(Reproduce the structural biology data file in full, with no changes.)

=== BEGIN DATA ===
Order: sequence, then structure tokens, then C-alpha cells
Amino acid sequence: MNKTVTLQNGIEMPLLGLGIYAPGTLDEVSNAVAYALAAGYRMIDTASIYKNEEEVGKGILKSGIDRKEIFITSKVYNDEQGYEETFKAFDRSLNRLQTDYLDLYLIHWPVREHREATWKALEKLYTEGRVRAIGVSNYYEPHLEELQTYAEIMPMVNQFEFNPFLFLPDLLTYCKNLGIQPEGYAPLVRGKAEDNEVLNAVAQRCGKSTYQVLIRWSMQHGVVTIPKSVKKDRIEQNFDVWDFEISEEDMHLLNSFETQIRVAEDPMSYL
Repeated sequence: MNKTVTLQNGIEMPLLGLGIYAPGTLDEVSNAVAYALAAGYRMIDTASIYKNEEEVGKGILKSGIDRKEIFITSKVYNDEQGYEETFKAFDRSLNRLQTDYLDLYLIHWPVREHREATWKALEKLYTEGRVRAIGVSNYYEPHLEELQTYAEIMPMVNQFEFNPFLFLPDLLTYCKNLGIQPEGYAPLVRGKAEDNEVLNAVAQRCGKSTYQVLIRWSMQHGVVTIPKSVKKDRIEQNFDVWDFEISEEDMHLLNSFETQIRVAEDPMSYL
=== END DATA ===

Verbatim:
Order: sequence, then structure tokens, then C-alpha cells
Amino acid sequence: MNKTVTLQNGIEMPLLGLGIYAPGTLDEVSNAVAYALAAGYRMIDTASIYKNEEEVGKGILKSGIDRKEIFITSKVYNDEQGYEETFKAFDRSLNRLQTDYLDLYLIHWPVREHREATWKALEKLYTEGRVRAIGVSNYYEPHLEELQTYAEIMPMVNQFEFNPFLFLPDLLTYCKNLGIQPEGYAPLVRGKAEDNEVLNAVAQRCGKSTYQVLIRWSMQHGVVTIPKSVKKDRIEQNFDVWDFEISEEDMHLLNSFETQIRVAEDPMSYL
Repeated sequence: MNKTVTLQNGIEMPLLGLGIYAPGTLDEVSNAVAYALAAGYRMIDTASIYKNEEEVGKGILKSGIDRKEIFITSKVYNDEQGYEETFKAFDRSLNRLQTDYLDLYLIHWPVREHREATWKALEKLYTEGRVRAIGVSNYYEPHLEELQTYAEIMPMVNQFEFNPFLFLPDLLTYCKNLGIQPEGYAPLVRGKAEDNEVLNAVAQRCGKSTYQVLIRWSMQHGVVTIPKSVKKDRIEQNFDVWDFEISEEDMHLLNSFETQIRVAEDPMSYL